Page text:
My understanding is that you have 2 combination devices in a box, each device with a 3-way switch on top and a single pole switch on the bottom. Further that you replaced one (or both devices) and want to check your wiring before you turn on the power.
The wires on top are for the top switch and the wires on the bottom are for the bottom switch. Look at them as separate units. The exception is that sometimes the terminals on one side are connected together with a break-off tab so one wire can feed both devices. (Duplex receptacles have this feature.) If you replaced an original device the new device should have a tab -or not- to match the original, else repost.
Replacing a single pole switch is straightforward. It should have a terminal on each side as you described.
A single pole switch will be labeled on/off; a 3-way won't.
A three-way should have one terminal on one side and 2 terminals on the other side - what I understood from your description is there is one terminal on each side, a problem. A three-way, as you probably know, has two terminals the same color (probably on the same side of your switch) and one terminal a different color. Also as you probably know, the wire to the single-color-terminal on the old switch has to go to the single-color-terminal on the new switch. The other 2 can be interchanged.
As someone else said, you probably can't misswire the device (if it is on a single circuit) to produce smoke and flames (and if you did the circuit breaker would trip). If the above sounds right I would suggest powering it and seeing if everything works.
If the above doesn't match what you have try describing the difference. If it doesn't work describe what does and doesn't work (and do you have a meter or test light).
bud--
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Sorry, I only do football analogies....
What you think you have is: http://www.levitonhelpdesk.com/catalog 15 Amp, 120/277 Volt, Duplex Style Single-Pole / 3-Way AC Combination Switch, Commercial Grade, Non-Grounding, Side Wired, - White Catalog #: 5241-W It has 5 screws.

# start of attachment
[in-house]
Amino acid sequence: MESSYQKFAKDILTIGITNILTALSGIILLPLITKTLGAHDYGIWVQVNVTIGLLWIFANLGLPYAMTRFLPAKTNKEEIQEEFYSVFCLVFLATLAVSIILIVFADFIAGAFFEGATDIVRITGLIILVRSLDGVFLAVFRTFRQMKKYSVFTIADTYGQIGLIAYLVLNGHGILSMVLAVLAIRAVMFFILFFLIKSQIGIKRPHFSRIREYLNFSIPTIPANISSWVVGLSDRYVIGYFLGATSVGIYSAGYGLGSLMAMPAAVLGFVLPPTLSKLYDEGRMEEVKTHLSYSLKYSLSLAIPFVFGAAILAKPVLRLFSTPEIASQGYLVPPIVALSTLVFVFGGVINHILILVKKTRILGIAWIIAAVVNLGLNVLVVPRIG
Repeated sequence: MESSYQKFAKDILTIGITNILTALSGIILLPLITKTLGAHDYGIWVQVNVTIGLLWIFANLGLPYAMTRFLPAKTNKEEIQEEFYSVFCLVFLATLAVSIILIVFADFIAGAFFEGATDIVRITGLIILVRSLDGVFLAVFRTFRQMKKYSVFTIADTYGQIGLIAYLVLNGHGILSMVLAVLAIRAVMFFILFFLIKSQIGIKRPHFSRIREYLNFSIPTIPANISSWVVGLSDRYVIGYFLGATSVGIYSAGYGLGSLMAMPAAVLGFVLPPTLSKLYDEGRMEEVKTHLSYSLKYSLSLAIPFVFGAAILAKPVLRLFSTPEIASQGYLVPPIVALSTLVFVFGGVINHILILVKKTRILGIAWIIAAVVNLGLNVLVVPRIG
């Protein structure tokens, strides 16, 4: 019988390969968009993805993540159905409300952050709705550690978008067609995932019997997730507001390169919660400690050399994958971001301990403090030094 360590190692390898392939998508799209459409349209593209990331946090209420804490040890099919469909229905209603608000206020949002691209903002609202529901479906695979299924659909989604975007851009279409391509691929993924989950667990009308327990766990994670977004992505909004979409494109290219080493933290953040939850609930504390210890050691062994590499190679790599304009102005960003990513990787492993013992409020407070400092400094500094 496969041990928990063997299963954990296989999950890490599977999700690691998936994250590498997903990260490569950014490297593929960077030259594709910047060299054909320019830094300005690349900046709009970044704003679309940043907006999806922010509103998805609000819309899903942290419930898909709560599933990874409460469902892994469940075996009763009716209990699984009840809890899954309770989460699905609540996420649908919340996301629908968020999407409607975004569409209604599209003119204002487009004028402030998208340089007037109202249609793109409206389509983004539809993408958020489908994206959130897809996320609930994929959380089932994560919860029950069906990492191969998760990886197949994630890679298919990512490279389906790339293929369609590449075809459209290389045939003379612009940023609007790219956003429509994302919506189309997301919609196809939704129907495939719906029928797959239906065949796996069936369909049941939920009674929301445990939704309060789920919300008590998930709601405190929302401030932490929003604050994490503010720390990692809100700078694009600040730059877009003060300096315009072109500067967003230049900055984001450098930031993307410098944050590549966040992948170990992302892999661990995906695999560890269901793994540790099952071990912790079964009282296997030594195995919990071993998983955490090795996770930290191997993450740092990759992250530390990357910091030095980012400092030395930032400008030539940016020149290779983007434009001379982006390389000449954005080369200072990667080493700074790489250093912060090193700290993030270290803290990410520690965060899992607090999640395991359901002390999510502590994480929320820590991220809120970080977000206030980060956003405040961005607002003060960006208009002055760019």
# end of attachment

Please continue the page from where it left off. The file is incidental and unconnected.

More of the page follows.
For wiring it: what Bud said.
If there are only 4 screws then it must be a single-pole/single-pole duplex switch. There can be no 2-way function without 3 screws for the individual switch without creative wiring that would probably violate the electrical code. The semantics here are getting garbled: If one of the switches on the duplex device works a light along with another switch located somewhere else, that is a 2-way function. A 1-way switch has two screws (poles, lugs). a 2-way has 3 screws, a 3-or-more-way has 4 screws (all assuming only one switch on the device, not duplex). HTH
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BP wrote:

That is eminently reasonable but in the US 2 switches controlling a light from 2 positions uses 3-way switches with, as you said, 3 terminals each.
Control from 3 or more positions uses 2 3-way switches plus as many 4-way switches as needed. As you said 4-way switches have 4 terminals.
1-way is not used - always heard them called single pole switches.
A recent post said that 3-way dates to Edison installations with $ charges for the number of openings - 2 switches was 2 switches plus a light for 3 openings - a 3-way.
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wrote:

A good reason to learn and use the technical terms "pole" and "throw".
A pole is how many switch-arms a lever controls, and a throw is how many different contacts that arm can reach.
So a SPST (SIngle-Pole-Single-throw) is 1 circut, either open, or closed. a SPDT is what most people call a two-way, where you have one in (or out) selecting between two outs (or ins). A DPDT is the one that confuses people... Many modern ones apparently only have four terminals on them, and are straight-through if the switch is one way, and crossover if it's the other. The ones I learned on had six terminals, one at the base of each switch-arm, and four more at the top and bottom, which means on one hand that you can use them for anything, but on the other hand, it always takes me 15 minutes with graph paper to figure out how.
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There is probably no area of construction where there is more confusion of terminology than electrical. It is always amazing to hear the different variations. And only in electrical terms can you have "ivory" be the darker color, and "almond" be the lighter. Completely counter-intuitive. As a builder I like to keep it simple: a one way switch switches one way: from a single location. A two way switch switches two ways: from two locations. How many poles are not my problem, man. That's the electricians job!
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Yikes, I'm going to cut and paste this whole thread into a new page and then me and my new Mac are, with the help of Mr. Google, see if I can get a handle on the vocabulary and theory of how it's all supposed to work.
Did I mention that the upstairs room my computer is in, is on the same circuit that the kitchen lights are on? Not the frig, stove, microwave just the kitchen lighting and Mr. Mac's room. The same circuit breaker controls them both. I'll be at Mom's for Sunday dinner tomorrow, but I promise I'll let you know how it's all turning out. - The lighting, not the dinner. :- )
Thank you all so much, Wilma
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Perfectly normal, compliant, and a great way to reduce costs.